The Cubs aren’t used to being sellers, but they are 10.5 games out, 11 games under .500, and have a -24 run differential. They don’t look good. Many of their problem players have salaries that are too onerous to trade – no team will want to take on the rest of the Alfonso Soriano or Carlos Zambrano contracts, for example – but then there’s Ted Lilly. We talked about Lilly as a fantasy hold – his velocity is returning, and he’s showing a nice ERA – but his strikeout rate is still lagging, and he’s still an extreme fly ball pitcher. Look at the difference between his xFIP (4.60) (expected Fielding Independent Pitching, a number that strips out batted ball and home run luck to produce a figure on the ERA scale) and ERA (3.12). If the Cubs are smart enough to sell, they’ll get some interest in Lilly, but the trade rumors have been light so far. GM Jim Hendry might give the team as long as he can before selling a piece like Lilly, so fantasy managers should probably take the same approach.
Though the Diamondbacks are obviously cleaning house, the feeling is that the team would have to be ‘overwhelmed’ to trade their ace. First of all, it might be selling low, because despite secondary statistics in line with his career rates (8.90 2010 K/9, 7.71 career K/9; 1.70 2010 BB/9, 1.96 career BB/9; 41% 2010 GB%, 44.1% career GB%), his ERA is not pretty (4.56). Secondly, he only costs about $33.75 million from 2010 until 2012 according to Cot’s Contracts. It wouldn’t make much sense to trade an underpaid ace at a lowpoint in his value. It’s much more likely that the team trades some of its veteran position players.
The Indians are terrible (31-47), and Carmona is cheap ($11.375 million combined 2010/2011), but it will be interesting to see how much teams will want to pay for his services. He relies very heavily on his sinker-inducing ways (58.6 GB% this year, 60.8% career). When his control eludes him (3.16 BB/9 this year, 3.78 career), he can be terrible. But right now, despite his inability to strike people out (4.73 K/9), he’s doing well enough to elicit interest (3.68 ERA, 1.28 WHIP). On the other hand, named suitors don’t abound (the Mets “aren’t interested‘ according to Joel Sherman), and his fantasy trade value is hard to gauge. Carmona may be one of those players that fantasy managers are happy to have owned when he was going well.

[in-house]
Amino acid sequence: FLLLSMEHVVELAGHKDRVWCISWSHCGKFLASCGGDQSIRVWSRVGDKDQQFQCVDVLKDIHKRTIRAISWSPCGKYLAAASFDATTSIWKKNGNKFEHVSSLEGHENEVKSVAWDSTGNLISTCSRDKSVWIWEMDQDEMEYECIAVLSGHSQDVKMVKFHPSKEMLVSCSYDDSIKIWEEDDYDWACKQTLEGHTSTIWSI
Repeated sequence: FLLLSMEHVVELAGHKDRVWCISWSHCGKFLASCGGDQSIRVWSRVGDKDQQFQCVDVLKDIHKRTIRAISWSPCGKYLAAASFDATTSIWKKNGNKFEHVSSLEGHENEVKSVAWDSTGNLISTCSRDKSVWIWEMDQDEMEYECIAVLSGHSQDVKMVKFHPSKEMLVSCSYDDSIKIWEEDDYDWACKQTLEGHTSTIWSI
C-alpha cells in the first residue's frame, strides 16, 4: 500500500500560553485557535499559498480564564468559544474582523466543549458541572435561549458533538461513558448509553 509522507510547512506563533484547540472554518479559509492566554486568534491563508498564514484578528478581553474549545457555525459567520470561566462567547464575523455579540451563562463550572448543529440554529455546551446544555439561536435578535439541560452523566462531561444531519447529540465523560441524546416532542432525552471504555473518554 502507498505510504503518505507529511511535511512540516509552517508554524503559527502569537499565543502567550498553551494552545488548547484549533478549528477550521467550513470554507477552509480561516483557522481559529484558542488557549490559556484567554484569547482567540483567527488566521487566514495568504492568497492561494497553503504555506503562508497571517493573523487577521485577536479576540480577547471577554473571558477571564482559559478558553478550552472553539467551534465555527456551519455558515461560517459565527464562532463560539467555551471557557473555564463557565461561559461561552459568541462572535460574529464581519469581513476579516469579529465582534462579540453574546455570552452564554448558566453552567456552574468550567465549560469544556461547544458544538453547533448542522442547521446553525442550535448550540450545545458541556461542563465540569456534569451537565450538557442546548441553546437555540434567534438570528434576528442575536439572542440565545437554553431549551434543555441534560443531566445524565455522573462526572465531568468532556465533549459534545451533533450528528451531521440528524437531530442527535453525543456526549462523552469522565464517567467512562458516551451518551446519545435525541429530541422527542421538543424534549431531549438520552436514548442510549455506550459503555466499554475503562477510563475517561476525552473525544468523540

This group may include the most-dealt pitchers on the list, as relievers cost less in both contracts and salary. They also are perceived as difference-makers for contending teams with poor bullpens, rightly or wrongly. Heath Bell tops the list, as his Bloomberg Sports Fantasy Tools spider chart shows. His owners should be slightly nervous, as rookie GM Jed Hoyer is talking about adding offense, and has two ready-made replacements in Mike Adams and Luke Gregerson, but as long as the team is going well, Bell should remain in San Diega.
Kevin Gregg, on the other hand, might change hands if someone wants him. Toronto isn’t going to the postseason, and they also own Jason Frasor and Scott Downs, so teams needing bullpen help will be calling. The thing is, Frasor and Downs have been pitching better and are free agents at the end of the year. They might be preferable to contending teams, and with Gregg’s bloated ERA (4.20) and walk rate (5.40), he could just stay in Toronto.
David Aardsma is struggling (5.33 ERA), and is also cheap (arbitration-eligible for three more years), so he’ll probably stay in town despite the odd rumor. If he does leave, it’s Brandon League that will take over. Octavio Dotel has surpassed expectations and is obviously not in the long-term plans for the Pirates, so his owners should be worried. Suitors are not yet obvious, though, and his perceived value is probably not too high. His owners could shop him to saves-starved teams to be ahead of a possible trade, on the other hand.
For more on Cliff Lee and other possible trade-deadline movers, check out Bloomberg Sports’ Fantasy Tools.